21 Best Things to Do in L.A. This Week
L.A. Fetish Film Fest: See Saturday.
Photo by Lina Lecaro
Earlier this year, Pacific Opera Project reinvented a venerable Mozart opera by dressing the cast as characters from Star Trek; in September the madcap local company had its singers literally climbing trees to sing Falstaff outdoors at Forest Lawn in Glendale. Now the merry troupe closes its 2015 season with Gaetano Donizetti's rarely performed 1827 Viva la Mamma! Librettist Domenico Gilardoni's original Italian-language story is an opera-within-an-opera about a touring company struggling to produce a chaotic new opera, and it's been tweaked further via POP director Josh Shaw's irreverently translated supertitles. Soprano Katherine Giaquinto stars as the pouting prima donna, joined by Scott Levine, Ryan Thorn and Amy Lawrence. Pacific Opera Project at Ebell Club of Highland Park, 131 S. Avenue 57, Highland Park; Thu.-Sat., Nov. 12-14; Tue., Nov. 17; & Thu., Nov. 19, 8 p.m.; Sat., Nov. 14, 2 p.m.; $20-$120. (323) 739-6122, pacificoperaproject.com. —Falling James
Despite the threat of closure earlier this year, Vidiots has reason to celebrate as one of the last remaining video stores in L.A. Vidiotsfest 30 will mark the treasured Santa Monica shop and nonprofit's 30th anniversary with a series of events: a Q&A with director Michael Mann, moderated by Variety's Kris Tapley (Fri., Nov. 13, 7 p.m.); an '80s-themed party with live music, DJs, cocktails, games and raffles (Sat., Nov. 14, 8 p.m.); screenings of '80s cartoons, including The Real Ghostbusters, Teenage Mutant Ninja Turtles, Inspector Gadget and The Smurfs (Sat., Nov. 14, 10 a.m.); a discussion on "Politics & Film" with Scandal's Tony Goldwyn, moderated by NPR's Renee Montagne (Sun., Nov. 15, 1 p.m.); and live podcast taping of The Canon, with Elijah Wood, L.A. Weekly's Amy Nicholson and fellow film critic Devin Faraci dissecting The Goonies. (Sun., Nov. 15, 11:30 a.m.). Vidiots, 302 Pico Blvd., Santa Monica; $5-$20 (cartoons free). (310) 392-8508, vidiotsfoundation.org. —Siran Babayan
Friday the 13th is here, which means you're morally bound to partake in the New Beverly's eight-film Friday the 13th marathon. Watching the bulk of a series like this brings a certain clarity to it, naturally, and the experience tends to be even more interesting when the movies in question are of varying quality. Jason Voorhees is an excellent slasher whose movies aren't always as interesting as he is, but there's little denying that watching him terrorize Camp Crystal Lake time and again has its moments. As your alt-weekly, we recommend that you buy your tickets in advance. New Beverly Cinema, 7165 Beverly Blvd., Fairfax; Fri., Nov. 13, 7:30 p.m.; $20. (323) 938-4038, thenewbev.com. —Michael Nordine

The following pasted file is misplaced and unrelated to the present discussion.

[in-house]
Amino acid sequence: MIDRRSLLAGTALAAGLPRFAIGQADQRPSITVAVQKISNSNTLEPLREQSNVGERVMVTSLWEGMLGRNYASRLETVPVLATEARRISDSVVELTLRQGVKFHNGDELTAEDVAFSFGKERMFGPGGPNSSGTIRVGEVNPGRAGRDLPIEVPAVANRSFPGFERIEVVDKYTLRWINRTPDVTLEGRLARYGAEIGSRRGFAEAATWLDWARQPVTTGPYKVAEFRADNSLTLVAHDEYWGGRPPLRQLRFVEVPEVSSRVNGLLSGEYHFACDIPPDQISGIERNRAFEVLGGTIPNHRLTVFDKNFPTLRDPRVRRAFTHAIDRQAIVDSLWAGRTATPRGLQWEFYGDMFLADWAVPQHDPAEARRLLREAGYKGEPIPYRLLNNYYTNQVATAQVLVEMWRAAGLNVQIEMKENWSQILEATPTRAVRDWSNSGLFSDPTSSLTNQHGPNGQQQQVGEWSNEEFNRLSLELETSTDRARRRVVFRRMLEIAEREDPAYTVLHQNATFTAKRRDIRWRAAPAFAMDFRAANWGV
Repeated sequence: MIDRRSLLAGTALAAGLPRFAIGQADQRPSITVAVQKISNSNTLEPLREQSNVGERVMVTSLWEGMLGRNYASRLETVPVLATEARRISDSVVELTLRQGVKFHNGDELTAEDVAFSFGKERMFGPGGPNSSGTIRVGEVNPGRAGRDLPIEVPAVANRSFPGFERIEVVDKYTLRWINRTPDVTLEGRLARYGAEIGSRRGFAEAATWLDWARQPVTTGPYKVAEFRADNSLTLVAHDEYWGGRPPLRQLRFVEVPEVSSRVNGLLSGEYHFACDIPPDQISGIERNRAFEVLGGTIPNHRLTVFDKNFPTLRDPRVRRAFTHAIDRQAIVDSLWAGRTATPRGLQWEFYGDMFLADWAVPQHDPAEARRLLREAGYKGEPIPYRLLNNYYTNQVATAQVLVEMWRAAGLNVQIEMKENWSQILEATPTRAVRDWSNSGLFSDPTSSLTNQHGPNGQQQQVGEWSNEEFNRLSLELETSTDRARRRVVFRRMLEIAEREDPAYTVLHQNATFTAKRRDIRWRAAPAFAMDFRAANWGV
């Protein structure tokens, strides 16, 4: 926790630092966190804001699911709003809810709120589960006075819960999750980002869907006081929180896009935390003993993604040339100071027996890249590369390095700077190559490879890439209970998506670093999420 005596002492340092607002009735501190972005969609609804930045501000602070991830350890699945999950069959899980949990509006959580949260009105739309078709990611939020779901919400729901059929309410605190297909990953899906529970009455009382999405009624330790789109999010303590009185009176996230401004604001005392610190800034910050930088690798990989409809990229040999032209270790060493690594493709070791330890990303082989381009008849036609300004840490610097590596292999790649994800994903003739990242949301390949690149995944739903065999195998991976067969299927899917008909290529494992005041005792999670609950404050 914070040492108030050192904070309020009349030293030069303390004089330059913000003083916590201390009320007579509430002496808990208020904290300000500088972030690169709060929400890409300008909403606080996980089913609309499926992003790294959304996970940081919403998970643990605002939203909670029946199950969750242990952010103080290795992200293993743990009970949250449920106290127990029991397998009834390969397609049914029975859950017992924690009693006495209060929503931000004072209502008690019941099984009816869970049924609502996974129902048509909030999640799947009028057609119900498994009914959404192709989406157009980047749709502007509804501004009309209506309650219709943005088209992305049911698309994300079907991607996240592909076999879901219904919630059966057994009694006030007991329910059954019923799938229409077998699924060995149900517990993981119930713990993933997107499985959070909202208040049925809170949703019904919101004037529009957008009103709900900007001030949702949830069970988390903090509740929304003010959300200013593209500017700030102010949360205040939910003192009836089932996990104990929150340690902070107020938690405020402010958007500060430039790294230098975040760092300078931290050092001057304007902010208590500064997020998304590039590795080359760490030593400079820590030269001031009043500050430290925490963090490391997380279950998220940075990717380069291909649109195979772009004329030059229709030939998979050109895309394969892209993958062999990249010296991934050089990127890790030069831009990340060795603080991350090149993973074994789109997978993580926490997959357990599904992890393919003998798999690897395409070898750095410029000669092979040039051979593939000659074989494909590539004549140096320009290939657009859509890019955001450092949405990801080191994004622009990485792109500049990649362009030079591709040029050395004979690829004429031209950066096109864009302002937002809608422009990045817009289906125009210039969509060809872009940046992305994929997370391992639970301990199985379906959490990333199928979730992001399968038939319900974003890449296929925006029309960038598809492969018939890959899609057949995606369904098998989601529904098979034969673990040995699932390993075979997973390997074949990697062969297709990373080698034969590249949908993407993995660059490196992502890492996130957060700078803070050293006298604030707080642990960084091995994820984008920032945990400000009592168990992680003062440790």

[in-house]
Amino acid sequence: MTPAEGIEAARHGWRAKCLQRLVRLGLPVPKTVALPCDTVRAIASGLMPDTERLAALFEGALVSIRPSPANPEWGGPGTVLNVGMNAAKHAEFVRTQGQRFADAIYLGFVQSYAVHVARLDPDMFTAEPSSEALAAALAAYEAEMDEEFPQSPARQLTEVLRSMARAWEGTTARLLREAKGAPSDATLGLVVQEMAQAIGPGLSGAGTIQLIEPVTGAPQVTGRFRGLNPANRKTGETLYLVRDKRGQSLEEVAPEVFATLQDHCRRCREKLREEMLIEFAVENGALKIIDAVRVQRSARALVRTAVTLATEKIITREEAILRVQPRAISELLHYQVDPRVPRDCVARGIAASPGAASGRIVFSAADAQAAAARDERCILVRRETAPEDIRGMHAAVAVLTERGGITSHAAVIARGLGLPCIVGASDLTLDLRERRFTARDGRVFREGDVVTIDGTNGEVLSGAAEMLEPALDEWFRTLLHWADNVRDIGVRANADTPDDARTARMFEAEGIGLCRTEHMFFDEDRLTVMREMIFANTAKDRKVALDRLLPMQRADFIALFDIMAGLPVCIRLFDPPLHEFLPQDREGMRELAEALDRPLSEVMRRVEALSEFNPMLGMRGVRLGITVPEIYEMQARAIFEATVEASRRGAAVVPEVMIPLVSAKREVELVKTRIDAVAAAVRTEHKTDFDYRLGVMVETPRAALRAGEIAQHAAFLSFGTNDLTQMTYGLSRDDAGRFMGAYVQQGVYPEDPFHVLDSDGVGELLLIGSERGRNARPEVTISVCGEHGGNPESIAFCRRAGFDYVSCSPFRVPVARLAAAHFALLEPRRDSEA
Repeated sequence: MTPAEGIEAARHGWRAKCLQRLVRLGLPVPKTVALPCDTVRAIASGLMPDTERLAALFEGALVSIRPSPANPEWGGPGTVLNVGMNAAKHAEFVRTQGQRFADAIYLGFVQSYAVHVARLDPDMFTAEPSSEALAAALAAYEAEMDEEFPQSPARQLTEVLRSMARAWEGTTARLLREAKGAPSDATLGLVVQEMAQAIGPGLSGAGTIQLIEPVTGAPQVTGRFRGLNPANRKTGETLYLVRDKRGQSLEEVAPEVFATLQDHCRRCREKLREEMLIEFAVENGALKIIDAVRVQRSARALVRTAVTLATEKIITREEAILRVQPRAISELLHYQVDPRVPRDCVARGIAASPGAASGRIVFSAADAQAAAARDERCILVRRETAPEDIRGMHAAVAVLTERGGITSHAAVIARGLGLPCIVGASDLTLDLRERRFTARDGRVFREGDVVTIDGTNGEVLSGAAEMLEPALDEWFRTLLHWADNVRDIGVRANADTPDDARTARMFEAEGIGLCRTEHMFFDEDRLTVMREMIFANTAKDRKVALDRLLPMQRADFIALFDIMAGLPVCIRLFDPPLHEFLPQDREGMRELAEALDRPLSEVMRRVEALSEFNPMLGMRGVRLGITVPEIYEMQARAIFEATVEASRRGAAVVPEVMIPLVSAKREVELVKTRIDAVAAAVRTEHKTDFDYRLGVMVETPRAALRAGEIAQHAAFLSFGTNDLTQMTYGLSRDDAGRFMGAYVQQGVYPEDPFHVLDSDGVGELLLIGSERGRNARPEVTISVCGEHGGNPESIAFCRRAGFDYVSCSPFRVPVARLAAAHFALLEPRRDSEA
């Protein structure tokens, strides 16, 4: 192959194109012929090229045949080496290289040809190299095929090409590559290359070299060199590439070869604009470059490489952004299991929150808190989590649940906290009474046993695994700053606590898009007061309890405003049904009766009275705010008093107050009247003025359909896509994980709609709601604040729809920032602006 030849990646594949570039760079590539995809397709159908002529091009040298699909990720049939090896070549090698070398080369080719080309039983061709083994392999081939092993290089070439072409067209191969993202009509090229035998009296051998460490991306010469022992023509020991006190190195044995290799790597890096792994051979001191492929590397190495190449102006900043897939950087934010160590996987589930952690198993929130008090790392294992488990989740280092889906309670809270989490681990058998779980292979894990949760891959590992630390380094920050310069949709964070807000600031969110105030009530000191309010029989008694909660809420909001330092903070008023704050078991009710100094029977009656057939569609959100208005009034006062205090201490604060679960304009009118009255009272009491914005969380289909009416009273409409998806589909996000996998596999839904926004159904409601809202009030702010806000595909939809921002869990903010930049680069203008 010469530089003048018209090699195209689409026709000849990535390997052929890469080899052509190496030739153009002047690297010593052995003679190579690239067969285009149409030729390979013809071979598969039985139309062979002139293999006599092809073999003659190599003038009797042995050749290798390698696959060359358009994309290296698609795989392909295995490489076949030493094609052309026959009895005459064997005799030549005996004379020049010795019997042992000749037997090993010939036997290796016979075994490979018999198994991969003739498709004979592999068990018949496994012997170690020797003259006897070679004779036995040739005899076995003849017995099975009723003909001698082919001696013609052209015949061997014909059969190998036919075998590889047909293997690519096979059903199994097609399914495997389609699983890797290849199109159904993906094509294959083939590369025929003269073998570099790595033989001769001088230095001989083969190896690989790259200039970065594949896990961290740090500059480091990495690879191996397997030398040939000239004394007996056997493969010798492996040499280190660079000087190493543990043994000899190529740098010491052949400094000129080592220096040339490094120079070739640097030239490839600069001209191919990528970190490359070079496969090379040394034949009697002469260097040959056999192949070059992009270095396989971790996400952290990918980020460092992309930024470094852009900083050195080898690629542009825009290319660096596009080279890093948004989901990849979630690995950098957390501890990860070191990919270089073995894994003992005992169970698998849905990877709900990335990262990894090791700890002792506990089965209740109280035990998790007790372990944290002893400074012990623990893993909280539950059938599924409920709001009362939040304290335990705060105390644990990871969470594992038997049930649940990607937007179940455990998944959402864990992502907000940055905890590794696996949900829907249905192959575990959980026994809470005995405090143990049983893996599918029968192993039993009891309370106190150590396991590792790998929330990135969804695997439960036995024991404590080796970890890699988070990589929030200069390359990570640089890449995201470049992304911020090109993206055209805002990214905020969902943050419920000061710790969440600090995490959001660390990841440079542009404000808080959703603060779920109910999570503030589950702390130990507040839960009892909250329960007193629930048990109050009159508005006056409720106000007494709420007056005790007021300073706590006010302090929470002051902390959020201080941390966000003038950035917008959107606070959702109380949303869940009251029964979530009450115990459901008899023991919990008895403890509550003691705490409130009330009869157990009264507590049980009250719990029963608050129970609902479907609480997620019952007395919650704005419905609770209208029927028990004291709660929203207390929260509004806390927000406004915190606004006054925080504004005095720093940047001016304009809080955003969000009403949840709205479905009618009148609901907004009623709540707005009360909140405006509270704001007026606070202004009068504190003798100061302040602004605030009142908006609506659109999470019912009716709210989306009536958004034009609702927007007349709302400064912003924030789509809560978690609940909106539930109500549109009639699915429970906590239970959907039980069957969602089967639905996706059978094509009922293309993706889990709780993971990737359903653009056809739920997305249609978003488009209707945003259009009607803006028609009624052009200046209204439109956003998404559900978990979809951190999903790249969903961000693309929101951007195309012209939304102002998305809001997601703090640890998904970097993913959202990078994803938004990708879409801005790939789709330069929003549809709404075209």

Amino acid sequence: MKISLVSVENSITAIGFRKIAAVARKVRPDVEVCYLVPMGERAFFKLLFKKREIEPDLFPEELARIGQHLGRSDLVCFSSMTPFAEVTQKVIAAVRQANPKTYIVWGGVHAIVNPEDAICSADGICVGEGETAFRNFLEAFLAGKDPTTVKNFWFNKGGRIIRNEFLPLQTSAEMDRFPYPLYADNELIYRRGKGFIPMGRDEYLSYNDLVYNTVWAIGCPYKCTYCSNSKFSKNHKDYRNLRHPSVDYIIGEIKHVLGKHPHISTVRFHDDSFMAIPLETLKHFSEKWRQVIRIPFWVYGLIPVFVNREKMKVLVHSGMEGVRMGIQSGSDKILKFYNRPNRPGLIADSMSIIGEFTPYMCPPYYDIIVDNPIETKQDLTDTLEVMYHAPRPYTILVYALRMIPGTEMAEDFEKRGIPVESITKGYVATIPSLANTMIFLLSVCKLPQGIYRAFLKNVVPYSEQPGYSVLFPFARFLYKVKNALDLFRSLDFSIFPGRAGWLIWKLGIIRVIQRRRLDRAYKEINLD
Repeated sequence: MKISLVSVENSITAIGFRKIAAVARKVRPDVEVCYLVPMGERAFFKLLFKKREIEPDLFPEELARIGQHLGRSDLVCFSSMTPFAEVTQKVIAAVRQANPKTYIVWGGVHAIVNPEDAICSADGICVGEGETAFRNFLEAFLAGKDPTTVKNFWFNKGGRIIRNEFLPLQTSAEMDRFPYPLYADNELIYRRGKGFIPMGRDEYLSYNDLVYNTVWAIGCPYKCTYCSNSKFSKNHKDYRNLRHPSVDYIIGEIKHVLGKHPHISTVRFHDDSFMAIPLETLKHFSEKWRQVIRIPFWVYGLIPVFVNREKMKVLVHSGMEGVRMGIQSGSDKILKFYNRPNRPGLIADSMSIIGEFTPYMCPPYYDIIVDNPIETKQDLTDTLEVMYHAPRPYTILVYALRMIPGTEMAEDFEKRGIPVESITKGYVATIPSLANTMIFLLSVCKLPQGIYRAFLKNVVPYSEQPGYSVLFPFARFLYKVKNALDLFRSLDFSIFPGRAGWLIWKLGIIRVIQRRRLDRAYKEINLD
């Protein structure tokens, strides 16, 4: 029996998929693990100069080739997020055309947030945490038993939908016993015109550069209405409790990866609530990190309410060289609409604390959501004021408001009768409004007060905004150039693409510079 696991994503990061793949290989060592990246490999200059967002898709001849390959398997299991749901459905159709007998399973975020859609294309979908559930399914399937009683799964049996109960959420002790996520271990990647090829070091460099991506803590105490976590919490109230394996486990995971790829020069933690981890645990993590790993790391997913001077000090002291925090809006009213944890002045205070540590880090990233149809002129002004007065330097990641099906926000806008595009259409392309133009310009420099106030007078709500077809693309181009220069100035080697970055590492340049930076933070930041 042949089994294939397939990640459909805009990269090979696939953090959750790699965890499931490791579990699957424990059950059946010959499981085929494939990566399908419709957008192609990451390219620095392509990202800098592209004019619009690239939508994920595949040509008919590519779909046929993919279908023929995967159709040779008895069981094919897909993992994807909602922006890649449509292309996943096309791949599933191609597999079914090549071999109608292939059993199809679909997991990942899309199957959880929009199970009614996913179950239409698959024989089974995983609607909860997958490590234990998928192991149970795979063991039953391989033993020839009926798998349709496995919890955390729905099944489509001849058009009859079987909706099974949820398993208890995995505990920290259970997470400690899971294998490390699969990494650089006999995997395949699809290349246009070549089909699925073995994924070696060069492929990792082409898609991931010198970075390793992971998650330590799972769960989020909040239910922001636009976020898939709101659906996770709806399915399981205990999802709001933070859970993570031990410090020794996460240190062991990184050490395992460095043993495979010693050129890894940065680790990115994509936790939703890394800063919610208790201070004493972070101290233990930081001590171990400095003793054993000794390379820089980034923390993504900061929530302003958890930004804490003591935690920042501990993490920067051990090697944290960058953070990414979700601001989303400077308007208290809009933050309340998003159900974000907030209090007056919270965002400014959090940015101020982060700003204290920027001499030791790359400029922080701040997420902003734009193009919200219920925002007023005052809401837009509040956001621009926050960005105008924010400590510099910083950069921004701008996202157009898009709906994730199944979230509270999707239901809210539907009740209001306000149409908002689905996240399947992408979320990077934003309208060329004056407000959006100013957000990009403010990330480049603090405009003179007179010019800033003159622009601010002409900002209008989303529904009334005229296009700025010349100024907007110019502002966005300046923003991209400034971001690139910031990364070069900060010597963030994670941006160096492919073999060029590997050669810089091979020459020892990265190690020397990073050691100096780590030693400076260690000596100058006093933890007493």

UCLA's monthlong This Is the City: Preserving Moving Images of Los Angeles series begins with Franco Rossi's Smog. For 50-odd years, the school's Film & Television Archive has been compiling and preserving cinematic artifacts documenting our fair city in a number of unusual ways, and the two-day symposium kicking off This Is the City features guest speakers (namely Harry Gamboa Jr. delivering the keynote address, "Forever/Never on a Smoggy Day"). Smog will be preceded by an excerpt from a 1955 newsreel, Los Angeles Seeks Remedy as Record Smog Covers City, whose title and implications are even more disheartening now than they were half a century ago. UCLA's Billy Wilder Theater, 10899 Wilshire Blvd., Westwood; Fri., Nov. 13, 7:30 p.m.; $15 (symposium pass, good for all events Nov. 13-14). (310) 206-8013, cinema.ucla.edu. —Michael Nordine
The admired Belgian choreographer Anne Teresa De Keersmaeker and her company Rosas are in the midst of a four-performance visit, with each performance devoted to a single Keersmaeker work. Under the umbrella Rosas: Then and Now, two shows were devoted to signature early-career landmarks; this weekend's shows are U.S. premieres of newer works. It's unclear if Beyoncé (who ultimately admitted she was inspired by De Keersmaeker's choreography for her music video "Countdown") will be in the audience, maybe looking for new moves in Verklärte Nacht (Transfigured Night) on Friday and Vortex Temporum on Saturday. UCLA Royce Hall, 340 Royce Drive, Westwood; Fri.-Sat., Nov. 13-14, 8 p.m.; $19-$69. (310) 825-2101, cap.ucla.edu/rosas. —Ann Haskins